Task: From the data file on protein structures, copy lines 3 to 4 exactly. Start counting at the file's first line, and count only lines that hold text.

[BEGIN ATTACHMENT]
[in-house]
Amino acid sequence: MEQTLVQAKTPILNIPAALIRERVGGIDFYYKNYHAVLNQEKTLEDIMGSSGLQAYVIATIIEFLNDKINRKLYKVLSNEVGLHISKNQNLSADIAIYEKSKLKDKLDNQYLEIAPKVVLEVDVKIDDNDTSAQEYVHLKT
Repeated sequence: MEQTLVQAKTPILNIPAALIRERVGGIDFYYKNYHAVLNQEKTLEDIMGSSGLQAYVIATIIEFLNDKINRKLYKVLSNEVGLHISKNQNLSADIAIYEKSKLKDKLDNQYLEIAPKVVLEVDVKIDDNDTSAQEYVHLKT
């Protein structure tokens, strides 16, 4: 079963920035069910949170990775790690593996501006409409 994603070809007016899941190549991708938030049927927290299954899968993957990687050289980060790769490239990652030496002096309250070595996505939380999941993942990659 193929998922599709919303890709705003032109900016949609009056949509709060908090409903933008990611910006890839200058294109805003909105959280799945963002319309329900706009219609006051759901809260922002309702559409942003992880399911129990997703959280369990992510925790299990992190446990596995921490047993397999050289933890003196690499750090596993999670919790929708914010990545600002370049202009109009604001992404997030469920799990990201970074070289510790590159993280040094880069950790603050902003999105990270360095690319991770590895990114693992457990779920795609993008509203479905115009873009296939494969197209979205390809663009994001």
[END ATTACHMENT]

Repeated sequence: MEQTLVQAKTPILNIPAALIRERVGGIDFYYKNYHAVLNQEKTLEDIMGSSGLQAYVIATIIEFLNDKINRKLYKVLSNEVGLHISKNQNLSADIAIYEKSKLKDKLDNQYLEIAPKVVLEVDVKIDDNDTSAQEYVHLKT
């Protein structure tokens, strides 16, 4: 079963920035069910949170990775790690593996501006409409 994603070809007016899941190549991708938030049927927290299954899968993957990687050289980060790769490239990652030496002096309250070595996505939380999941993942990659 193929998922599709919303890709705003032109900016949609009056949509709060908090409903933008990611910006890839200058294109805003909105959280799945963002319309329900706009219609006051759901809260922002309702559409942003992880399911129990997703959280369990992510925790299990992190446990596995921490047993397999050289933890003196690499750090596993999670919790929708914010990545600002370049202009109009604001992404997030469920799990990201970074070289510790590159993280040094880069950790603050902003999105990270360095690319991770590895990114693992457990779920795609993008509203479905115009873009296939494969197209979205390809663009994001």